by Caitlin Ballotta, August 6, 2012
What a whirlwind summer this has been—in the best possible sense, of course! Over the past 10 weeks, I have been interning in the Image Collections and Fieldwork Archives (ICFA) at Dumbarton Oaks, working toward the creation of an online exhibit that will bring together three of ICFA’s archival collections. Throughout the many phases of this project, I have learned so much from the dedicated archival team, and I would like take this opportunity to share a few of those lessons with you…
My internship began with a period of what can only be described as total immersion. In an effort to familiarize myself with the life and work of Thomas Whittemore (1871 – 1950), the famed (and, from what I have gathered, quite unique) founder of the Byzantine Institute, I devoted my first few weeks to conducting research. Poring over the contents of an array of acid-free boxes filled with Whittemore’s papers and effects, I entered each day into the world of the professor-archaeologist-jetsetter-philanthropist-socialite himself via a road paved with primary sources. Having read through a plenitude of colorful correspondence (to, from, and even about Whittemore), having examined the protagonist’s peculiar penmanship and cryptic style of note-taking, I can truly say that Mr. Whittemore and I have become more than mere acquaintances. (Although I must admit that the conversation has been rather one-sided…)
The subsequent stages of my project put my newly-acquired knowledge of archival methodology to the test. First, given the opportunity to process one of ICFA’s collections, I revised a finding aid, or a document that, once finalized, will serve as a road map of sorts for researchers—that will allow ICFA’s visitors to navigate box and folder contents with independence and ease. (For more information concerning archival processing, please see my first blog post, “History: The Story Starts with the ‘Stuff.’”) Next, I commenced with digitization, making electronic copies of photographs and other visual materials from the collections for purposes of preservation and eventual dissemination to a wider audience via the Internet. (For additional information about the process of digitization—including its many associated challenges, please take a look at my second blog post, “Digitization: Handling the Past with Kid Gloves.”)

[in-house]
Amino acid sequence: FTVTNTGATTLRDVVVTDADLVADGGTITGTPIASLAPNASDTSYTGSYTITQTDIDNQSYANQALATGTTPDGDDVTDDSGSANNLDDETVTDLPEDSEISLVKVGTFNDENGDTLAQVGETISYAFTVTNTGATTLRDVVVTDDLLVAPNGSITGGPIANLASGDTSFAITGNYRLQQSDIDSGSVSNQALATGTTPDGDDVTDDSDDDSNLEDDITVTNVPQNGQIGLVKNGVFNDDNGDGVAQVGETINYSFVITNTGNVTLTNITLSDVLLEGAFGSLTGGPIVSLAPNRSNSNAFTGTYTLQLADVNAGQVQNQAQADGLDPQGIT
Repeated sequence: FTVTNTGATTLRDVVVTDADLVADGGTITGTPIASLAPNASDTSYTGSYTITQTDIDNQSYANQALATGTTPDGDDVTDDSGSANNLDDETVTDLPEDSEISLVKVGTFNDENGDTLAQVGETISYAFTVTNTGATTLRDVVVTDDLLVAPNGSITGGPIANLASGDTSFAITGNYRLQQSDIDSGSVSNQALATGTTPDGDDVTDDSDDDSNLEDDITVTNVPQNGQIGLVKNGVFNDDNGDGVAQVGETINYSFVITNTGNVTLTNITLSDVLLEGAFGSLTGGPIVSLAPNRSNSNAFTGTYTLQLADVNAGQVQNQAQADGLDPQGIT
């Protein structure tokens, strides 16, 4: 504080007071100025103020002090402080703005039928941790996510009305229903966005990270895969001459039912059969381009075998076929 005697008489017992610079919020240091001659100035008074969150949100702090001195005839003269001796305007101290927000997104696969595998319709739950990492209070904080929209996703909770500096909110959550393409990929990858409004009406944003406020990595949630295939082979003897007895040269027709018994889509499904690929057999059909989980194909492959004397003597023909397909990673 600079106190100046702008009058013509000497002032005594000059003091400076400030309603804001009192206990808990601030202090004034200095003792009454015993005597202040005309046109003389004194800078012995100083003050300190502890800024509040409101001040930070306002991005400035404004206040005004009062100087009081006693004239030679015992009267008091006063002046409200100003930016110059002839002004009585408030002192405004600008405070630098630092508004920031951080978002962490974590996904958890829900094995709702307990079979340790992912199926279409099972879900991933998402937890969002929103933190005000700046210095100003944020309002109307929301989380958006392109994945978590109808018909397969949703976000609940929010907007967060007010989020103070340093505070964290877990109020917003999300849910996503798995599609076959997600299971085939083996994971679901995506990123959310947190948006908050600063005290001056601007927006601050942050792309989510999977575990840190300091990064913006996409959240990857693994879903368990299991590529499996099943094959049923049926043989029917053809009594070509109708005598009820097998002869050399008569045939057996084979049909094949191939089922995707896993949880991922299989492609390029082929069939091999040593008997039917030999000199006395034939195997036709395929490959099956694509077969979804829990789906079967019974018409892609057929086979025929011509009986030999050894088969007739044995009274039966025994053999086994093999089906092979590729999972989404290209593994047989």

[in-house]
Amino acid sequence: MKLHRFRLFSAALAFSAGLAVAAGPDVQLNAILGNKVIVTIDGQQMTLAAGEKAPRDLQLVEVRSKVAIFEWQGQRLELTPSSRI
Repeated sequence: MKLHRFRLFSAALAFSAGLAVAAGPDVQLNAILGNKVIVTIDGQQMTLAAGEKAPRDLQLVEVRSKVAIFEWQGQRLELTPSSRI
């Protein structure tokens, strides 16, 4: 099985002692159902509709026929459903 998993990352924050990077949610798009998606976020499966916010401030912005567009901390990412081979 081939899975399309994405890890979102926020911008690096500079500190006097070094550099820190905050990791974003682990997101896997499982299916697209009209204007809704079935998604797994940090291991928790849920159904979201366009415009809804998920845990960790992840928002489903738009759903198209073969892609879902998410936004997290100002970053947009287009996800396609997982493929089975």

In preparation for the impending launch of the online exhibit, I recently gave a presentation for a group of fellows, staff members, and interns here at Dumbarton Oaks. After leading listeners on an hour-long journey through Whittemore’s life and times, I set them loose to examine a selection of documents and visual media depicting the various facets of the legendary figure’s identity. Able to flip through the very pages of history—the “stuff” from which Whittemore’s tale has been crafted, attendees in a sense “met” for themselves Whittemore the man as distinct from his retrospectively-hewn identity.
Having the opportunity to engage with a “live” audience through my presentation has given me an even greater appreciation for the ways in which unlocking the archive and inviting individuals to interact with the past can enhance learning; that I will have the chance to reach an even larger viewership through the online exhibit I am designing, moreover, is incredible to consider. I see a great deal of potential for increased discourse among academic institutions and members of the public—not to mention among scholars themselves—as more organizations embrace the trend toward the digital humanities. While this rapidly-evolving technological age has certainly presented many challenges, it has further granted us numerous vehicles with which to “bridge the gap” between “then” and “now,” between “here” and “there.” I am extremely excited to be a part of this movement, and I look forward to witnessing what the future will bring.
I am a rising junior at Harvard College, and I am concentrating in English while pursuing a language citation in Spanish. How did I become interested in archiving? In part, I attribute my obsession to National Treasure. However ridiculous it may sound, the movie’s protagonists showed me that history is a plotline that is just waiting to be uncovered, written, and perhaps even revised.